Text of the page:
The FA Cup has been packed neatly in bubble wrap. The players have been corralled using the charms of various Apple devices and herded on to waiting jet liners. Arseblog has packed a suitcase full of books and boarded a jet. The artists from We All Follow The Arsenal are on the last leg of their journey. And countless others are boarding planes, trains, and automobiles in order to arrive in New York City in time for the festivities. If 14th Street is set to be red tomorrow, it has already begun to turn pink.

“Soccer is still far enough below the radar in the United States for Robbie Keane to lead a relatively normal life in his adopted city of Los Angeles” read the hilarious lede from a BBC article about how football has taken off in the USA. It’s a quote meant as a counter point to the argument in their article. As if to say “maybe football has grown significantly more popular in recent years but Robbie Keane still isn’t swarmed for signatures when he goes out.” As if Robbie Keane would even be recognized as a professional footballer anywhere in the world.

But the facts belie their argument. The World Cup broke records for television viewership. And we don’t just watch on TV, this isn’t Italy. The Sounders sold 67,000+ tickets for their first game after the World Cup. And while Seattle may be a bit unusual, in that we have higher attendance here than all but the most popular professional soccer clubs in Europe, it still shows the power of football in the USA. We may be one soccer mad corner of the USA but you can believe me when I tell you that I have been to many places in this country and seen many crowded faces watching games.

There may be new faces in the crowds but for many American Arsenal fans we have been waiting for this moment for too long. We have had to sit back and watch the happy faces of our rival fans as Chelsea and Man U make a seeming annual pilgrimage to the USA. I even went to one of the very first exhibition games here, Celtic v. Man U in 2003. There was signing, cheering, and even some sectarian violence among the 67,000 fans who were in the stands that day.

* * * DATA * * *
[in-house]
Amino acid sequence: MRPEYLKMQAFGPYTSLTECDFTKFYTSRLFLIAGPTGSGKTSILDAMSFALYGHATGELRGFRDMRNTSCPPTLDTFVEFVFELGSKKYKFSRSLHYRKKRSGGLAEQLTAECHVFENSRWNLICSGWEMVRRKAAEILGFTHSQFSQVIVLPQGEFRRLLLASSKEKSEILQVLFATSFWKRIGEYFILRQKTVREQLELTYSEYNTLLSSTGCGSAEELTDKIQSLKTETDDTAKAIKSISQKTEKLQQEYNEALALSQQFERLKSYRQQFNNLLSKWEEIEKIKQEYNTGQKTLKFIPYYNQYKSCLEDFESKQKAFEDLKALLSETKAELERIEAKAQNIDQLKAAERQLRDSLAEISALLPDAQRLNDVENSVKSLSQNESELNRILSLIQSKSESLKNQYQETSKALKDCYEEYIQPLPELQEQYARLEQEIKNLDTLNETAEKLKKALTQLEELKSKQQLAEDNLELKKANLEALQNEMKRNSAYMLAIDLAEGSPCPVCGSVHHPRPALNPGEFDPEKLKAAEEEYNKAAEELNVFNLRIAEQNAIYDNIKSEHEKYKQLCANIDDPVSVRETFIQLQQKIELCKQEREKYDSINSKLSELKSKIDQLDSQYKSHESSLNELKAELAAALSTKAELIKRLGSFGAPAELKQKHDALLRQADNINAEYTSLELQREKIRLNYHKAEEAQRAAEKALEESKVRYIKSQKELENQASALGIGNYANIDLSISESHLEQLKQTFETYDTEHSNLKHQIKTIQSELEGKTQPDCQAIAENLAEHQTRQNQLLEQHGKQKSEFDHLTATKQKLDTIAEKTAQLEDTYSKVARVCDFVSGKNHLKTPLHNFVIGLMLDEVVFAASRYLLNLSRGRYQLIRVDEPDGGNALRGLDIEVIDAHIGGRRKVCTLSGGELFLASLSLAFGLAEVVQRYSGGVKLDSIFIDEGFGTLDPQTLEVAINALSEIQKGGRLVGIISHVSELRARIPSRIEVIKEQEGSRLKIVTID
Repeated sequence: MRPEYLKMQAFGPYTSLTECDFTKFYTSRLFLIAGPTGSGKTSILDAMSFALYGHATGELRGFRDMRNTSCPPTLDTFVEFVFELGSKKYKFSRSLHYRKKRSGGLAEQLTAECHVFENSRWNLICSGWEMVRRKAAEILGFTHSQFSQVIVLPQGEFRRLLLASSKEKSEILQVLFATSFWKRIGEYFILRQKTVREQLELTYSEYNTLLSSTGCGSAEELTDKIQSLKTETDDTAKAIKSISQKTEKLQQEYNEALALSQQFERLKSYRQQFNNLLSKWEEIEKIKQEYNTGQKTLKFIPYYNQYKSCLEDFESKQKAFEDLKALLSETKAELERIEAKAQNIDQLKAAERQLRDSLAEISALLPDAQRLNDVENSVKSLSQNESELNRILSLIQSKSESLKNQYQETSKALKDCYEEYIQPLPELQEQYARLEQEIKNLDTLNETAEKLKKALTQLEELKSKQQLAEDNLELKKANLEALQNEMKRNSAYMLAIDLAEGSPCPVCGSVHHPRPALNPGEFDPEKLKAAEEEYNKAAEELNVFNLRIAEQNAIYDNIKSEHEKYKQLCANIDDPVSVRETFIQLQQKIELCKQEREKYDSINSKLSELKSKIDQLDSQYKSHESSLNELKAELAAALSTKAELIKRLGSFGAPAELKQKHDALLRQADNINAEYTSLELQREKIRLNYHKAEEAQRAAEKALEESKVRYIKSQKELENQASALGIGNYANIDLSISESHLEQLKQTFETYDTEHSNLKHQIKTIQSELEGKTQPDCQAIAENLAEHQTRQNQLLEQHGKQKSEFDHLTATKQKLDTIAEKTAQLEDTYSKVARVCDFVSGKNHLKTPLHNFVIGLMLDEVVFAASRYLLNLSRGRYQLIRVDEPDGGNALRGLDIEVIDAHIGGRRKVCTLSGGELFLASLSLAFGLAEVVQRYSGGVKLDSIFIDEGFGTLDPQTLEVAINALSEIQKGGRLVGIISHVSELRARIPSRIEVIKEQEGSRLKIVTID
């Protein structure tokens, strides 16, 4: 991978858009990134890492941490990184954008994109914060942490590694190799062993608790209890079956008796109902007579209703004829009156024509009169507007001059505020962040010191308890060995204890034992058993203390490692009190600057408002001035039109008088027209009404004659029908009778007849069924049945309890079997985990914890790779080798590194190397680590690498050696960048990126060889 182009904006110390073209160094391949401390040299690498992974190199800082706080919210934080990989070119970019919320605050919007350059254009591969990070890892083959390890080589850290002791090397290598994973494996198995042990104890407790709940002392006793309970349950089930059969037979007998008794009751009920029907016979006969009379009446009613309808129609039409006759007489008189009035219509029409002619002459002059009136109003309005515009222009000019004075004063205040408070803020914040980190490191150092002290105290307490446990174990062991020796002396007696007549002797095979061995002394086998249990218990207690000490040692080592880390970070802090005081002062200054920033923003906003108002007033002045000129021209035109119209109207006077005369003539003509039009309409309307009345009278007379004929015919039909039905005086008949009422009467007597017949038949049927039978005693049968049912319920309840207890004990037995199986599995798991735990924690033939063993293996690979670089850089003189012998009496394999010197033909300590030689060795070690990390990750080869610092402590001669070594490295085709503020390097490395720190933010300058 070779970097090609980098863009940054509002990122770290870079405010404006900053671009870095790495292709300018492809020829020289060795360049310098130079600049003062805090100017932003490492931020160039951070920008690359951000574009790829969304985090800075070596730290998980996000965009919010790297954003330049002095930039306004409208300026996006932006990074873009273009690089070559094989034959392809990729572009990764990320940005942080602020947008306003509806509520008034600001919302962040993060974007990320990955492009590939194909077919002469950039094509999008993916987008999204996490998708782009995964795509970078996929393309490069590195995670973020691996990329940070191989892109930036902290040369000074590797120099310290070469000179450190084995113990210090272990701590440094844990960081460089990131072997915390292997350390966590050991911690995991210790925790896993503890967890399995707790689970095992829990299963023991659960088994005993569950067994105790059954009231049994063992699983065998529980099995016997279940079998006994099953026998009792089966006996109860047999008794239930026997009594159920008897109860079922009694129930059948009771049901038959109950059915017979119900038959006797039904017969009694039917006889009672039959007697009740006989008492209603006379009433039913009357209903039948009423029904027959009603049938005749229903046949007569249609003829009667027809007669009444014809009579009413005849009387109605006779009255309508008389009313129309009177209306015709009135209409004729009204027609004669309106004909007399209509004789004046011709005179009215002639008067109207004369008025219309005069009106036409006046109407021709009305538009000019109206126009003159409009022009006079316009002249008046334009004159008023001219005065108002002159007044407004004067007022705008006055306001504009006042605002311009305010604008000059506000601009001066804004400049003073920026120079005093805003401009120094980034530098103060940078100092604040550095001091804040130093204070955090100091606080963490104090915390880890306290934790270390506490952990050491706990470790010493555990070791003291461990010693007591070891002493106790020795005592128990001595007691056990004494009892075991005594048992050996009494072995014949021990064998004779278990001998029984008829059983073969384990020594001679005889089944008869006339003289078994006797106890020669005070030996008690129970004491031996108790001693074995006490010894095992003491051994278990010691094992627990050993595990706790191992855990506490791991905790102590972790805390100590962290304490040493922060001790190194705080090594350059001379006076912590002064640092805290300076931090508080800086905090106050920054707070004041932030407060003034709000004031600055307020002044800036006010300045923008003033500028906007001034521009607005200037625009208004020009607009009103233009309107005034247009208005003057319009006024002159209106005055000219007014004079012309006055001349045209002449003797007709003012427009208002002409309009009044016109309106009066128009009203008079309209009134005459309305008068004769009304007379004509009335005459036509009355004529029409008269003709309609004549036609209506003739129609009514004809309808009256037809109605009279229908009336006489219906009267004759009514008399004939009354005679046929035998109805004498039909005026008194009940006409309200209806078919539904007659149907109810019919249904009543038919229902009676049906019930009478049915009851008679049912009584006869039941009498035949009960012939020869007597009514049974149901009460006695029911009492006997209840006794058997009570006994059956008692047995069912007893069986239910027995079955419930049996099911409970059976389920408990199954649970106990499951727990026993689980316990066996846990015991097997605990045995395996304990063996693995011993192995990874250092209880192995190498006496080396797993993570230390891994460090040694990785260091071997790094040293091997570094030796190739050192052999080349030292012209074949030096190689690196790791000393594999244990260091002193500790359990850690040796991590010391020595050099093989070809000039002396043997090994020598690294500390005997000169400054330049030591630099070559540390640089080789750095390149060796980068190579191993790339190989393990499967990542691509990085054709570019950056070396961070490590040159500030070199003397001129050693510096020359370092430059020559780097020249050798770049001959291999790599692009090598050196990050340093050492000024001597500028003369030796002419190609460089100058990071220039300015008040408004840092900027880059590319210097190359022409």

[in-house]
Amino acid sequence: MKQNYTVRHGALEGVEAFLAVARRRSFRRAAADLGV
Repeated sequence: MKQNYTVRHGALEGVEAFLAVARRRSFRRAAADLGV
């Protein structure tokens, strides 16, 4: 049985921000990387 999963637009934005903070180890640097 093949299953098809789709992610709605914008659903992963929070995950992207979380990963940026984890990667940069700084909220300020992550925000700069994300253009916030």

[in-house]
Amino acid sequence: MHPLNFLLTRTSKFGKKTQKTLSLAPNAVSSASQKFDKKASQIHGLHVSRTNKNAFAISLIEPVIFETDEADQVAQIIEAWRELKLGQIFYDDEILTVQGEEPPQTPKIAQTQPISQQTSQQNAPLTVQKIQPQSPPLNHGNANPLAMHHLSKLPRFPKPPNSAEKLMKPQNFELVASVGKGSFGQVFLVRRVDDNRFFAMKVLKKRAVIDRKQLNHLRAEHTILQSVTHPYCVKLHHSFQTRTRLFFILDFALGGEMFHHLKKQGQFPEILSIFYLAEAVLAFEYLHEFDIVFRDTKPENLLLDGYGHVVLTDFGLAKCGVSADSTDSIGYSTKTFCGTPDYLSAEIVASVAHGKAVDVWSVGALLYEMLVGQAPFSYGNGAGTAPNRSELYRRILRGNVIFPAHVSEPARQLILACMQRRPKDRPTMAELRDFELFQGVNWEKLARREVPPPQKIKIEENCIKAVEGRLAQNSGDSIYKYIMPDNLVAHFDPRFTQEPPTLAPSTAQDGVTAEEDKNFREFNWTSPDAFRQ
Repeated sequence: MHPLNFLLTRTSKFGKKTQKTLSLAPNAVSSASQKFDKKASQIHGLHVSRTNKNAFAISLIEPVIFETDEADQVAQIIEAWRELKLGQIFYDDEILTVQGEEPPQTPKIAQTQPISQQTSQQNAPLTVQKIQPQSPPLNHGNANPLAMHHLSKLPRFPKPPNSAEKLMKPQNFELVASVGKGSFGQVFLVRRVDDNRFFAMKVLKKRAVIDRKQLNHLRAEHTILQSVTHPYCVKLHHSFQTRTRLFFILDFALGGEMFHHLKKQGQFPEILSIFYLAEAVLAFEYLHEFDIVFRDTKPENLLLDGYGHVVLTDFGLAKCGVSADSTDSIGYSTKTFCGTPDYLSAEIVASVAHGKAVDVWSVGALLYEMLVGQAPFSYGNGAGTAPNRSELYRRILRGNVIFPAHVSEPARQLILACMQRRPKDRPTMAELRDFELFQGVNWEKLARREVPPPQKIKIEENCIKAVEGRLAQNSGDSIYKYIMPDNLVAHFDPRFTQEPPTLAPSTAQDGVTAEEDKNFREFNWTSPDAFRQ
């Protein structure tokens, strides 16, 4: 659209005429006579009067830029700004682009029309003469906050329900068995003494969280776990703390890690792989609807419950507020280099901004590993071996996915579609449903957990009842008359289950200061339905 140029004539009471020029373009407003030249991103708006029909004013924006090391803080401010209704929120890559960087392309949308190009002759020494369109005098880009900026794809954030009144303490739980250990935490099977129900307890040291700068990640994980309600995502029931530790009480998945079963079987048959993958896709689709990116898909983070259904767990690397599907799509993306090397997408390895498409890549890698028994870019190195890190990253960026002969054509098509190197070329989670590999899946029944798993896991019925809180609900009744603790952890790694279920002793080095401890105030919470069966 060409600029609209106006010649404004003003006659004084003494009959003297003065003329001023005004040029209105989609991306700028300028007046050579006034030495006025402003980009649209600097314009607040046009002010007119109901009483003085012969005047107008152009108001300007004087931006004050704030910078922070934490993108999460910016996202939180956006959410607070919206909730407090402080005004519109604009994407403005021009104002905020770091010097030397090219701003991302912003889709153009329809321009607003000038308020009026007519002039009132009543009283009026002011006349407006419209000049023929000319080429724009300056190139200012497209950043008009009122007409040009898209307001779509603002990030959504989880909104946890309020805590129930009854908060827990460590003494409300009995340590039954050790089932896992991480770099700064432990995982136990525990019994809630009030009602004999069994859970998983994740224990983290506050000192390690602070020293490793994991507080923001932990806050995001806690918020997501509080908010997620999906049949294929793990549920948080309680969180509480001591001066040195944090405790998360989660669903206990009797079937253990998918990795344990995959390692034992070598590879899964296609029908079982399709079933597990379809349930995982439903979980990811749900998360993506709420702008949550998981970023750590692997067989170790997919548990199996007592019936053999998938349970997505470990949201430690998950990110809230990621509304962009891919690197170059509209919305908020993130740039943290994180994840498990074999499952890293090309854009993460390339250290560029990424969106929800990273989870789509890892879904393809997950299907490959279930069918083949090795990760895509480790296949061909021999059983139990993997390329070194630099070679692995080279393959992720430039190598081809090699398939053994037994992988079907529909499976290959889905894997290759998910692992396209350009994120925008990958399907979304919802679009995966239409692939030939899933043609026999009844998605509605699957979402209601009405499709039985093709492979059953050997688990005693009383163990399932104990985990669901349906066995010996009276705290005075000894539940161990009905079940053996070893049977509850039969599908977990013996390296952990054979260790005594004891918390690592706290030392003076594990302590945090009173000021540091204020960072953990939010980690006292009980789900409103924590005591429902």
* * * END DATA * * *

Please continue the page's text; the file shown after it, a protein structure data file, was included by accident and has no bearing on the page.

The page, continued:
I kind of felt dirty watching that Man U game that summer. I felt like I was giving the arch enemy my money. I have since eschewed attending any other team’s games in the USA. For example, Tottenham are coming to Seattle and I can’t imagine a reason why I would attend that, except as a Sounders fan, rooting for the green.

Despite the occasional 60,000 seat sell out, the truth is that football has been slow to take off in the USA. In 2003 we still watched most games on one of two channels, grubby little backwater channels like Setanta which you could only get with an expensive satellite package. And Setanta was a god-send. Prior to that we watched match of the day style clips, occasional live matches, and sometimes even had to pay-per-view big games. Moreover, in 2003 there was no YouTube and there were no pirate streams. We got what the lords of television gave us and were thankful for it.

And fast forward to today. I can watch every game in the Premier League, most of the FA Cup matches, almost all of the League Cup matches, and any Champions League match on my television, on my computer, or on my tablet. Not only that but ESPN has a site dedicated to our sport and data outlets like WhoScored, Squawka, and the 442 app, feed us information about every aspect of the game at near instant speed. And as the coverage has grown, we have grown.

But over the last few years, Arsenal fans have also grown restless. Begging for Arsenal to come here, to our country, to let us show Arsenal how much we love her.

And this weekend we finally have the chance. For many fans, this will be the one and only time in our life that we will be able to see Arsenal play live. To see Arsenal play against the living statue,Thierry Henry.

And so we are gathering.

25 Jul 2014